- Transactions by international organizations with diplomatic status, agencies of the United Nations, the International Red Cross and Red Crescent Movement, or Canadian non- governmental organizations that have entered into a grant or contribution agreement with the Department of Foreign Affairs, Trade and Development;
- Transactions necessary for a Canadian to transfer to a non-designated person any accounts funds or investments of a Canadian held by a designated person on the day on which that person became designated;
- Financial services required in order for a designated person to obtain legal services in Canada with respect to the application of any of the prohibitions in the Regulations; and
- Loan repayments made to any person in Canada or any Canadian abroad in respect of loans entered into before the coming into force of the Regulations, enforcement of security in respect of those loans, or payments by guarantors guaranteeing those loans.
The “One-for-One” Rule applies to this proposal, as there are minimal administrative costs to business, because of the reporting requirement. However, the administrative burden associated with these Regulations is carved out from the “One-for-One” Rule, as they address unique, exceptional circumstances.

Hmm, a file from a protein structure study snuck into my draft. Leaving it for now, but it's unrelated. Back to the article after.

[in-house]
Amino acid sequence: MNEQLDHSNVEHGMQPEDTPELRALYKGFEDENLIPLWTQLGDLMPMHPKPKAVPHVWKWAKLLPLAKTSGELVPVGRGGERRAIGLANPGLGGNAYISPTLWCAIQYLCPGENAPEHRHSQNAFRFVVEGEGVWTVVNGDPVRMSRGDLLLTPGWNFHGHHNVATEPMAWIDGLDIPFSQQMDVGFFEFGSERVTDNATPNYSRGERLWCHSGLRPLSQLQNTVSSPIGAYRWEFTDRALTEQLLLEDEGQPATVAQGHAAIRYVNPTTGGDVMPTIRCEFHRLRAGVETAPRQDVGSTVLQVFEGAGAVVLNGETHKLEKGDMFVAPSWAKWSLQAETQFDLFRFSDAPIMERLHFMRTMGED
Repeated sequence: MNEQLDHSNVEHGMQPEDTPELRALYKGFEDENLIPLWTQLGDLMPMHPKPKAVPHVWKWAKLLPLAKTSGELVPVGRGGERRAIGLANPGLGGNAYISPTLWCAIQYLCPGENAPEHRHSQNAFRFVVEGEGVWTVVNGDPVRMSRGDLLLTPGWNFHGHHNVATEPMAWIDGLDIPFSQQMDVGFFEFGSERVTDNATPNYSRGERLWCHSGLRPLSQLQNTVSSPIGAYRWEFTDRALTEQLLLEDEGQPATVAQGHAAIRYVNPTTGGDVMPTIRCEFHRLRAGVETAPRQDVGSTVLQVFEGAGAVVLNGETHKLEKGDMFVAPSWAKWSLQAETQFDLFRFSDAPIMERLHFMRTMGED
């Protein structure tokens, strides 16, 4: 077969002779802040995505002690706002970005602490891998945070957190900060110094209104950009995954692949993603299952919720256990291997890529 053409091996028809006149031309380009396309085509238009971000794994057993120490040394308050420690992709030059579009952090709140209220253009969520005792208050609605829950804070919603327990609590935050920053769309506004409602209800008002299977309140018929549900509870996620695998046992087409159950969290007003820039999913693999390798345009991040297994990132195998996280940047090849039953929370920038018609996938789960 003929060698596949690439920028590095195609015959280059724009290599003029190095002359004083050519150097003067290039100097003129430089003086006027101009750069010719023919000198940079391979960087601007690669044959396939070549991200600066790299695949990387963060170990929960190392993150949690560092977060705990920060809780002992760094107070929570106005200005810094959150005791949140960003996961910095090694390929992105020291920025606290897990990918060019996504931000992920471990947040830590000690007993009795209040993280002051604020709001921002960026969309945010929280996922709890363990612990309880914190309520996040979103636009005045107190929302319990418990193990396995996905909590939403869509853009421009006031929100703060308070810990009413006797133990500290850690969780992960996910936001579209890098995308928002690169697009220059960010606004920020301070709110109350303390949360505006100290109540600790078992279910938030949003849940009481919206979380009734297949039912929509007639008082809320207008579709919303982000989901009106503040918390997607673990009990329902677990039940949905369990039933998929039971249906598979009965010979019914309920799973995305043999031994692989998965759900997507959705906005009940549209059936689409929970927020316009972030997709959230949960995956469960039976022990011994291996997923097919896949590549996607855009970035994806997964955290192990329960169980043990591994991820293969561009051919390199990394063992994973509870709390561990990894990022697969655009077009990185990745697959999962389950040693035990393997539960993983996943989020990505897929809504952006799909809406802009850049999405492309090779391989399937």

Small business lens
The small business lens does not apply to this proposal, as there are no costs (or insignificant costs) to small business and small businesses would not be disproportionately affected.
Foreign Affairs, Trade and Development Canada drafted the Regulations in consultation with the Department of Justice and Citizenship and Immigration Canada.
The measures contained in the Regulations demonstrate Canada’s concern about the continuing violation of Ukraine’s sovereignty and territorial integrity.
Implementation, enforcement and service standards
Canada’s sanctions regulations are enforced by the Royal Canadian Mounted Police and the Canada Border Services Agency. In accordance with section 8 of the Special Economic Measures Act, every person who wilfully contravenes these Regulations is liable upon summary conviction to a fine of not more than $25,000 or to imprisonment for a term of not more than one year or to both, or upon conviction on indictment, to imprisonment for a term of not more than five years.
Eastern Europe and Eurasia Division
Foreign Affairs, Trade and Development Canada
125 Sussex Drive